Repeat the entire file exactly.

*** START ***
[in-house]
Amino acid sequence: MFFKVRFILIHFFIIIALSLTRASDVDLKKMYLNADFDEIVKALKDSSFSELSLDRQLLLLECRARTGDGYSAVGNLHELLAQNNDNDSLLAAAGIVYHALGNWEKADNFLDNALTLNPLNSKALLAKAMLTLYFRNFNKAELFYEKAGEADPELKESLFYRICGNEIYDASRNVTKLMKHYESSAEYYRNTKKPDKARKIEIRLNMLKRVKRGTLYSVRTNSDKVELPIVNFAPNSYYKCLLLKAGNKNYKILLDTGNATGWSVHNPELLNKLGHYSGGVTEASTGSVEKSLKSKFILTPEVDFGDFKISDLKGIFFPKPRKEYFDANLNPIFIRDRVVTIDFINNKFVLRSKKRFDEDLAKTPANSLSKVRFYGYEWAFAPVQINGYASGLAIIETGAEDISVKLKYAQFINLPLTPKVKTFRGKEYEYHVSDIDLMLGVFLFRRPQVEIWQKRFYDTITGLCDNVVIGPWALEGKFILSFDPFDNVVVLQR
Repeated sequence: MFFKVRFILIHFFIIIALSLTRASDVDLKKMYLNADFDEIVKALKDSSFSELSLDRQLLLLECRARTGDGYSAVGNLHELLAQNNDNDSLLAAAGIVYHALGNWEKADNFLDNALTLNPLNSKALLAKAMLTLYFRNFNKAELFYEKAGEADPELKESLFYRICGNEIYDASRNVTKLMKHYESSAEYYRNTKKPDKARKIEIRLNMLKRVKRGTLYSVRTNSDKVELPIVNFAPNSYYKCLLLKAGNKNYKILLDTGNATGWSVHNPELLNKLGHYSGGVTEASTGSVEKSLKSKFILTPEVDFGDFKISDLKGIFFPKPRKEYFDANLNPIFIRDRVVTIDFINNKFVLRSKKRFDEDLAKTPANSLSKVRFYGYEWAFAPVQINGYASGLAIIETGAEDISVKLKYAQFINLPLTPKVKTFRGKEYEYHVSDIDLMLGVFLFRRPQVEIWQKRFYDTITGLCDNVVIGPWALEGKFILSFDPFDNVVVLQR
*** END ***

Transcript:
[in-house]
Amino acid sequence: MFFKVRFILIHFFIIIALSLTRASDVDLKKMYLNADFDEIVKALKDSSFSELSLDRQLLLLECRARTGDGYSAVGNLHELLAQNNDNDSLLAAAGIVYHALGNWEKADNFLDNALTLNPLNSKALLAKAMLTLYFRNFNKAELFYEKAGEADPELKESLFYRICGNEIYDASRNVTKLMKHYESSAEYYRNTKKPDKARKIEIRLNMLKRVKRGTLYSVRTNSDKVELPIVNFAPNSYYKCLLLKAGNKNYKILLDTGNATGWSVHNPELLNKLGHYSGGVTEASTGSVEKSLKSKFILTPEVDFGDFKISDLKGIFFPKPRKEYFDANLNPIFIRDRVVTIDFINNKFVLRSKKRFDEDLAKTPANSLSKVRFYGYEWAFAPVQINGYASGLAIIETGAEDISVKLKYAQFINLPLTPKVKTFRGKEYEYHVSDIDLMLGVFLFRRPQVEIWQKRFYDTITGLCDNVVIGPWALEGKFILSFDPFDNVVVLQR
Repeated sequence: MFFKVRFILIHFFIIIALSLTRASDVDLKKMYLNADFDEIVKALKDSSFSELSLDRQLLLLECRARTGDGYSAVGNLHELLAQNNDNDSLLAAAGIVYHALGNWEKADNFLDNALTLNPLNSKALLAKAMLTLYFRNFNKAELFYEKAGEADPELKESLFYRICGNEIYDASRNVTKLMKHYESSAEYYRNTKKPDKARKIEIRLNMLKRVKRGTLYSVRTNSDKVELPIVNFAPNSYYKCLLLKAGNKNYKILLDTGNATGWSVHNPELLNKLGHYSGGVTEASTGSVEKSLKSKFILTPEVDFGDFKISDLKGIFFPKPRKEYFDANLNPIFIRDRVVTIDFINNKFVLRSKKRFDEDLAKTPANSLSKVRFYGYEWAFAPVQINGYASGLAIIETGAEDISVKLKYAQFINLPLTPKVKTFRGKEYEYHVSDIDLMLGVFLFRRPQVEIWQKRFYDTITGLCDNVVIGPWALEGKFILSFDPFDNVVVLQR